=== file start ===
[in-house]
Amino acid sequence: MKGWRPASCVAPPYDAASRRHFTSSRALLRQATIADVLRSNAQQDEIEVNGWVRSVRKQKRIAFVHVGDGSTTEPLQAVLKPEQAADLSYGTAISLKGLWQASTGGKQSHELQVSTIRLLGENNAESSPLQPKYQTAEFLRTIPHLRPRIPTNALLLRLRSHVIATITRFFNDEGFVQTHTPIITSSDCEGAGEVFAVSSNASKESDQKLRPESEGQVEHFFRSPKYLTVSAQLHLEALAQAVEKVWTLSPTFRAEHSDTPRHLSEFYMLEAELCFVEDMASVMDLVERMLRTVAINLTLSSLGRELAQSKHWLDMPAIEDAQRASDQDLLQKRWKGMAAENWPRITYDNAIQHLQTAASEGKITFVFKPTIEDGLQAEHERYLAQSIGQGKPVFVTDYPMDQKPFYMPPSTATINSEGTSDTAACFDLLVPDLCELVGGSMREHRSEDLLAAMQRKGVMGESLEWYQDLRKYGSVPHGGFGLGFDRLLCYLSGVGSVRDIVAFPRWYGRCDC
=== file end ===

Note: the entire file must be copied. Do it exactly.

[in-house]
Amino acid sequence: MKGWRPASCVAPPYDAASRRHFTSSRALLRQATIADVLRSNAQQDEIEVNGWVRSVRKQKRIAFVHVGDGSTTEPLQAVLKPEQAADLSYGTAISLKGLWQASTGGKQSHELQVSTIRLLGENNAESSPLQPKYQTAEFLRTIPHLRPRIPTNALLLRLRSHVIATITRFFNDEGFVQTHTPIITSSDCEGAGEVFAVSSNASKESDQKLRPESEGQVEHFFRSPKYLTVSAQLHLEALAQAVEKVWTLSPTFRAEHSDTPRHLSEFYMLEAELCFVEDMASVMDLVERMLRTVAINLTLSSLGRELAQSKHWLDMPAIEDAQRASDQDLLQKRWKGMAAENWPRITYDNAIQHLQTAASEGKITFVFKPTIEDGLQAEHERYLAQSIGQGKPVFVTDYPMDQKPFYMPPSTATINSEGTSDTAACFDLLVPDLCELVGGSMREHRSEDLLAAMQRKGVMGESLEWYQDLRKYGSVPHGGFGLGFDRLLCYLSGVGSVRDIVAFPRWYGRCDC